Monday, June 10, 2013


This week I learnt a new skill: weaving on a wire warp.  Melinda Berkowitz was running a workshop as part of the textile festival at the Warner Textile Archive.  First we hammered in tacks to make a simple loom.  Then we wound the warp around the tacks.  After that it was child's play to weave yarn of different textures, using a tapestry needle.

 Here, I'm aiming at a beach landscape, and have incorporated a piece of beach glass to add authenticity.  It's not finished yet of course, but I am quite pleased with it.  I say "Quite pleased" because I am struck by my lack of visual memory when I start something like this.  Does the sand get darker or lighter to give an illusion of distance?  I should have used a photograph as a guide.

Saturday to Cambridge, which is an hour's drive away.  When I was eighteen I had an interview for admission to Newnham.  I clearly remember wandering around the open market in the centre and seeing a stall selling sheepskins.  I remember buying a pair of blue tights, which I was very fond of.
Cambridge is still a delight for a little light browsing, as the presence of so many students  - and tourists - fosters all knds of arty shops which you don't see elsewhere.

Everywhere you look are little architectural details from older times.

And, of course, there are lots of lovely places to eat - my favourite being Michaeljohn, a converted church.  This is a theme we've been seeing a lot recently.

Monday, June 03, 2013

Norwich 2

When we visited Norwich late last year, we promised ourselves that we would repeat the trip.  This Wednesday we took the train again, starting out with a visit to Strangers' Hall.  The "strangers" in question were Flemish weavers, arriving in medieval times.  The museum now includes a veritable warren of rooms, beginning with a hall in the ancient sense of a large room open to the roof.

Through the building, rooms are furnished to match different periods of the house's occupation, from the 14th century vaulted undercroft onwards.  This fine walnut cabinet was in a room of 17th century inlaid furniture.  There was a Georgian drawing room and a Victorian nursery.  We found it fascinating.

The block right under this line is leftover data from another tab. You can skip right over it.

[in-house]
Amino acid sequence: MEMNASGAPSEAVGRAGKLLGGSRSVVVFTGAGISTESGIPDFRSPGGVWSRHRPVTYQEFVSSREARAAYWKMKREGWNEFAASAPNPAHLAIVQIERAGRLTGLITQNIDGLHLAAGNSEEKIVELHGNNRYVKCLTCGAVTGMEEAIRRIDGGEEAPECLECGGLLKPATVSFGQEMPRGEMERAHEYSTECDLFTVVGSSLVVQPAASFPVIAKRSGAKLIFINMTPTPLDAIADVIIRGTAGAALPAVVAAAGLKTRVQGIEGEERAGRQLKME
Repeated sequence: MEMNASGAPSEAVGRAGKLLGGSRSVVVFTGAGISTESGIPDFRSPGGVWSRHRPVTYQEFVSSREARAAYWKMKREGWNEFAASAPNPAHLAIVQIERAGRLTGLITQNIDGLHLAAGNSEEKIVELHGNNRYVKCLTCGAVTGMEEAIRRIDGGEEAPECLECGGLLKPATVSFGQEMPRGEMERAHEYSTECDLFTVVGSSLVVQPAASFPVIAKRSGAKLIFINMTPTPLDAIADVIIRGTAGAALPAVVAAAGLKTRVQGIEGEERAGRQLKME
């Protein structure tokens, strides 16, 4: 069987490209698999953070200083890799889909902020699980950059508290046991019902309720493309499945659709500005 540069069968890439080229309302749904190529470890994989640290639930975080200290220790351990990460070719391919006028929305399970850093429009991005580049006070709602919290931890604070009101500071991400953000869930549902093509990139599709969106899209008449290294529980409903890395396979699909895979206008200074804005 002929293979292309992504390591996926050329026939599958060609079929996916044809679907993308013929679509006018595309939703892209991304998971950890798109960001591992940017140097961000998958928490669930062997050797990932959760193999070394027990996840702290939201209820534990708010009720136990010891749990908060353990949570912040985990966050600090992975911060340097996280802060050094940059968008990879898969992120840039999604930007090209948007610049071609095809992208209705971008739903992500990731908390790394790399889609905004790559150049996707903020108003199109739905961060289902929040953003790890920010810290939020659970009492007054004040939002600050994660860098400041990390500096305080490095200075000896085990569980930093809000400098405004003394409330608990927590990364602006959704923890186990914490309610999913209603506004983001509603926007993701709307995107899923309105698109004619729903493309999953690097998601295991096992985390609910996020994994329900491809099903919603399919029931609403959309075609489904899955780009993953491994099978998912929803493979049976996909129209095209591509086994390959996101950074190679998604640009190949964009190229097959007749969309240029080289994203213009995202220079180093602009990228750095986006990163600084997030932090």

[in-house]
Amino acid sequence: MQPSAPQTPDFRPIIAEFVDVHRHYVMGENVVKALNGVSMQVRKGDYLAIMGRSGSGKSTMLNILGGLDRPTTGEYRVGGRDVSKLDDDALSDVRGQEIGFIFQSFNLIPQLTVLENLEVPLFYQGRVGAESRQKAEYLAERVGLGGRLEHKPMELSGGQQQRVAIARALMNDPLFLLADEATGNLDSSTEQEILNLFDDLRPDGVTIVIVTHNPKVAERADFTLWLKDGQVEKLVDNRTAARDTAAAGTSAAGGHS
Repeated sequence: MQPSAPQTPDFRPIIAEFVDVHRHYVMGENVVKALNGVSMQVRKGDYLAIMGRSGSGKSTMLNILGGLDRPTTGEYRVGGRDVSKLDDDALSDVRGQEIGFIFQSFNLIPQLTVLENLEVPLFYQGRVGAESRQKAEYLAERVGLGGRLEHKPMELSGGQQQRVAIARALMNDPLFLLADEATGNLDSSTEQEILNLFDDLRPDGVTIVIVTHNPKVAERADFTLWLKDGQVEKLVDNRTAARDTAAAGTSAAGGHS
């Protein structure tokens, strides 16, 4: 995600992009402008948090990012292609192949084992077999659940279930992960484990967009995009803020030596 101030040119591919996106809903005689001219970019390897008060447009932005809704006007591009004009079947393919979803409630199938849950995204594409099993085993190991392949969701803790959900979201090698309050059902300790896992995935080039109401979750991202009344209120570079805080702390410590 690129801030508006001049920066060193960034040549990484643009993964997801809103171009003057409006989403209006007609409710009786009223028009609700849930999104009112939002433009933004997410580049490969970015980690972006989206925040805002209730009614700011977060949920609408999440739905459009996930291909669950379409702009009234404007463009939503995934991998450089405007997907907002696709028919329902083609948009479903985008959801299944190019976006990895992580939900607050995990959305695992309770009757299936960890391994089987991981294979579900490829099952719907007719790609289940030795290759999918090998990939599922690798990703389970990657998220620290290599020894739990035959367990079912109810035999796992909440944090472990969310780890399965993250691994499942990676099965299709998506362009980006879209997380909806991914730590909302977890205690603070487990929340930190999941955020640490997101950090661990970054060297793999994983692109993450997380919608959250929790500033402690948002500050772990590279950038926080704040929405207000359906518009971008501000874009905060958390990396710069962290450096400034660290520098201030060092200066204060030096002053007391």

By then it was lunch-time and we had booked at Jamie's Italian, which is in the Art Nouveau Royal Arcade.  Apart from the service, which was very slow for lunch-time, we enjoyed it very much.  Even simple bruschetta had lovely fresh ingredients and a lemony dressing.  Nor was it over-priced.

Everywhere you look in Norwich there is something interesting to see.  What about this little survivor, standing alone?

A cinema converted from some ancient buildings.

The wall of the house next to the Bridewell Museum, faced with shaped flints.

Knitting on the Star Leaves Shawl continues apace now that I am beyond the chevron of nupps.  These are clearly a key feature of Estonian lace, and lovely when they work out.  However, it is all to easy to miss a thread or two when purling them all together, and jolly difficult to put right.  My plan is to secure any messy ones at the finishing stage, which has worked for me before.

I am moving through the lace leaf section, and here the logic of lace, where the stitches sitting on the needle dictate what must be to happen in that row, makes for a very satisfying time.  I have discovered that it is possible to listen to the archive of "Desert Island Discs" on i-player - U.A.Fanthorpe - classic English songs, Vikram Seth - his own translation of an 8th century Chinese poet set to music, Alice Walker - highly emotional contemporary pieces ... absolutely fascinating.